Ten things to master during your 20s
Aim your career trajectory
Your 20s are the perfect time for career mobility and self-exploration. Even though it’s always possible to change careers down the line, your 20s may provide an extra bit of freedom that’s hard to come by later on given the obligation of moving out, taking on a mortgage or starting a family.
Take this time to really discover what you’re good at, what you really love, and even what makes you miserable. Your future (and employed) self will thank you for it when you settle into a stable and fulfilling career.
Start a savings plan
Like most bad habits, careless spending usually starts at a young age, so there’s no better time to start honing those financial skills. You don’t need to set yourself a monumental task like saving up for a home – at this stage, it’s simply about learning to put aside some income and cut back on unnecessary expenses. This will help you develop better spending habits and achieve your future financial goals.
Make and lose friends
It’s very likely that your friendship group will shrink as you get older. This tends to happen as people move away, lose touch due to family obligations, or simply turn into someone we no longer click with. That’s OK – doing the friendship churn in our 20s means we’ll eventually discover who our closest and most loyal friends are. So, hang out, meet new people, and let your social circle naturally evolve.
The ins and outs of superannuation
We may be decades away from accessing our superannuation but it’s still important to plan for that dreamy retirement lifestyle one day. According to the ACMA, people in their 20s change jobs every 18 months on average. That means we could go through at least seven jobs during our first decade of adulthood, so it’s a good idea to keep track of all your super accounts or try to stick with a single provider to avoid multiple fees.
Learn to fail
Whether you fail to get your license right away, fail to impress someone you like, or your new business doesn’t take off as intended, it’s important to understand that reality won’t always be kind to you. You won’t always get what you want and you’re likely to make plenty of mistakes along the way. There’s nothing wrong with that – this is the natural process of growing and learning. Aim high, give it your best, and be prepared to fall short. What matters most is how we move forward and learn from it.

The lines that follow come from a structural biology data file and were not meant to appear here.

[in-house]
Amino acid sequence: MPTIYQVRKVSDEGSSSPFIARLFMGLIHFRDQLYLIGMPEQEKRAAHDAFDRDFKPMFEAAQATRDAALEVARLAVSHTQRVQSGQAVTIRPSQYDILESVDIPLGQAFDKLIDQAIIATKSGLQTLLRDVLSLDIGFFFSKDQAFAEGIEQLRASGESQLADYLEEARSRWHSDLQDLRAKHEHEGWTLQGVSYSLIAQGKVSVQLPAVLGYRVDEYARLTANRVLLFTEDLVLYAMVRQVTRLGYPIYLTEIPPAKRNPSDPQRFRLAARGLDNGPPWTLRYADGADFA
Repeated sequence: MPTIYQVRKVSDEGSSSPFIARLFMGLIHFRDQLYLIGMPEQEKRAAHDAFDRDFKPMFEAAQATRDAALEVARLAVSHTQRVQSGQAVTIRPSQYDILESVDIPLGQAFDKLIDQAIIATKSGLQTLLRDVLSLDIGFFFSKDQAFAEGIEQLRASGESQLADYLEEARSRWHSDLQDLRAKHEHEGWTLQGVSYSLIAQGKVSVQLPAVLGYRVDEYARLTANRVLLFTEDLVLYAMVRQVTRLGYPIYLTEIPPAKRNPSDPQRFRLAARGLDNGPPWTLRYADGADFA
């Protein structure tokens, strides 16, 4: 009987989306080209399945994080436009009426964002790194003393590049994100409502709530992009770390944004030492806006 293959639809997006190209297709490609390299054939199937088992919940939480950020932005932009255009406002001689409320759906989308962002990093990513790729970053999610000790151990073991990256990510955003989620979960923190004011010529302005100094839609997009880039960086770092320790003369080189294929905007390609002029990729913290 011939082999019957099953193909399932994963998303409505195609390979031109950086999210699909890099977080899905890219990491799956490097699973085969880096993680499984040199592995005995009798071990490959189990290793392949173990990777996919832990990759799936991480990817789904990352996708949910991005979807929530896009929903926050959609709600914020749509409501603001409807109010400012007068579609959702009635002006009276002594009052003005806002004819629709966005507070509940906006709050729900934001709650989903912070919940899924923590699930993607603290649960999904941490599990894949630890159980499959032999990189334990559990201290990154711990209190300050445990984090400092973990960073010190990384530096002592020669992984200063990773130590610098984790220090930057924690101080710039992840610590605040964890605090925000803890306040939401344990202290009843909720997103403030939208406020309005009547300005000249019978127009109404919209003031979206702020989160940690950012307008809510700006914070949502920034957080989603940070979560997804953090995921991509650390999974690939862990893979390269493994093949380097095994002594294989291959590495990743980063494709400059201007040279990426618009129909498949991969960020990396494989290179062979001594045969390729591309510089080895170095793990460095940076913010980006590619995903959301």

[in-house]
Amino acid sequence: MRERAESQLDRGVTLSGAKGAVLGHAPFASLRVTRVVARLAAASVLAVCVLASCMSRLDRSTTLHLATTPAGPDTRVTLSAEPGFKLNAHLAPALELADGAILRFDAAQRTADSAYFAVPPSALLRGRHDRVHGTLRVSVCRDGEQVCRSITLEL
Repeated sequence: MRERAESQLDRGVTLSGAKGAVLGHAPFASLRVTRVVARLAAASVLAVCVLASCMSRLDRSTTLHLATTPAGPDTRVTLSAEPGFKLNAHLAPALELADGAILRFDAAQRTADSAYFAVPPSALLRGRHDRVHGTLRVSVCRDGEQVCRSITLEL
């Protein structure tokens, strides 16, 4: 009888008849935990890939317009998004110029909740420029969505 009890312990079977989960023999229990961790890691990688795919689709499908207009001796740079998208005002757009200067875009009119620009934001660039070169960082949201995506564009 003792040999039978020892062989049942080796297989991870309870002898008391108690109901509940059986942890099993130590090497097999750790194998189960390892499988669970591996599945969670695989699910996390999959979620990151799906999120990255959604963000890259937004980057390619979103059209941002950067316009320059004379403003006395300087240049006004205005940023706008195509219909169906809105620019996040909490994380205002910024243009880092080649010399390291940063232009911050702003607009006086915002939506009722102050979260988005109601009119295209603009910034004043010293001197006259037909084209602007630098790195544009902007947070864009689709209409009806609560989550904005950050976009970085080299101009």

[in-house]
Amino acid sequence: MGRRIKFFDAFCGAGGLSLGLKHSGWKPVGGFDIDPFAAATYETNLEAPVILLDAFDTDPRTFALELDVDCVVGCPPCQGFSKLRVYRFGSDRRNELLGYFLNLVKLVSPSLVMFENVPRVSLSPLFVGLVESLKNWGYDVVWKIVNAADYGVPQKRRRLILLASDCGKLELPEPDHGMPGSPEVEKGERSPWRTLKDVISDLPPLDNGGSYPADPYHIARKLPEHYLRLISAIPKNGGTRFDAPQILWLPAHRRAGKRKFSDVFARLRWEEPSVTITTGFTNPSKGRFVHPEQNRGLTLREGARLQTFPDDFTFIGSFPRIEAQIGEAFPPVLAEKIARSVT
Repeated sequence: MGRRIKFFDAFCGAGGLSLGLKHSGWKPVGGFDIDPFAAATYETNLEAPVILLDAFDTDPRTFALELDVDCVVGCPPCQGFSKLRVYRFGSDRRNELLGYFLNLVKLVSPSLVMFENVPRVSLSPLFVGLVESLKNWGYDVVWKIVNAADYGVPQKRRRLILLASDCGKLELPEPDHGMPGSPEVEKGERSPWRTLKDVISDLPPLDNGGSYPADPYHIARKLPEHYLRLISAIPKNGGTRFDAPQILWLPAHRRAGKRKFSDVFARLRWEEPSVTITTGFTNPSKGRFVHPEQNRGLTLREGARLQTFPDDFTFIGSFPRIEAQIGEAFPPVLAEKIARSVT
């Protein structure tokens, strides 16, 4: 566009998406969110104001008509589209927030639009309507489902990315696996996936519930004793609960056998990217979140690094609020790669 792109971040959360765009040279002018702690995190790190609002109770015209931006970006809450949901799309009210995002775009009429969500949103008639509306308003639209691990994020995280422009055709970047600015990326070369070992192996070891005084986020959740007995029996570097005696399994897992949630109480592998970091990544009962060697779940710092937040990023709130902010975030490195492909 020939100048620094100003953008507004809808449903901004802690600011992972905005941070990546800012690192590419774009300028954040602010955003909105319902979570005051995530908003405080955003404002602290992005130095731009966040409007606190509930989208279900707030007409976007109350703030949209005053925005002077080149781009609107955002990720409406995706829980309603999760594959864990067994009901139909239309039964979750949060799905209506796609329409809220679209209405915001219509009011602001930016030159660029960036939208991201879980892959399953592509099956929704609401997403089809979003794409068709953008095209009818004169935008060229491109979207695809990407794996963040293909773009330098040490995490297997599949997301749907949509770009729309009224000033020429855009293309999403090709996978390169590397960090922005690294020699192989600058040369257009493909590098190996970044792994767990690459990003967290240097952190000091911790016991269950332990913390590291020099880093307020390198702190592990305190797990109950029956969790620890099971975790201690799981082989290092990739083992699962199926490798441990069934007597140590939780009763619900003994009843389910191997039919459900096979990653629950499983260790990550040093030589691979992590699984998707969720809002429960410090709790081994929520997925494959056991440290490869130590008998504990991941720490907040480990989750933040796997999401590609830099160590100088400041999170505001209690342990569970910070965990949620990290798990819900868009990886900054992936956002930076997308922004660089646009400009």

Develop an exercise routine
Most people find that exercising becomes a lot harder as they get older, which could lead to health problems like heart disease, diabetes, and obesity. This is the perfect time to set ourselves up for optimal fitness by channeling all that extra energy it into a consistent workout routine. Not only will we improve our short-term fitness, but we’ll also be developing good habits to follow in our later years.
Preparing to vote
In Australia, voting is compulsory for anyone over the age of 18. This means that you’ll be getting a few reminders about giving up your Saturday morning to cast a vote – otherwise you may be fined. First, make sure you are enrolled to vote and that your address and contact details are up to date with your local council. It’s also a good idea to start researching which candidates or parties align with your views so you can put your vote towards the best possible option.
Finally, it won’t hurt to learn the social etiquette around voting in Australia – it’s customary to get yourself a sausage roll (known as a democracy sausage) while you line up.
Keep your social media accounts under control
Unsurprisingly, we have more social media connections than any other age group. Australians in their 20s have an average of 400 Facebook friends, and that’s not even counting the ones we have on other platforms. That list of virtual friends can grow bigger over the years and take even more time away from our real-world relationships. Plus, giving so many people access to your profile could also pose a privacy risk.
Own your outcomes
After a lifetime of dependency, it’s tempting to keep relying on other people for what happens in our lives. That’s why one of the biggest lessons to learn in our 20s is self-accountability. Remember that you alone are responsible for your success now. It’s OK to ask for help, but when things don’t go as planned, we can no longer blame other people. Instead, ask yourself what you could have done better.
Consider any insurance you might need
There are many insurance products available that are designed to help protect you and your assets against unexpected damage or loss.
Whether it’s for your car, your income, your pet, or even your life, it’s a good time to consider whether you would be able to pay for any major setbacks you faced.
See some of the award-winning options offered by Real Insurance.
19 Apr 2021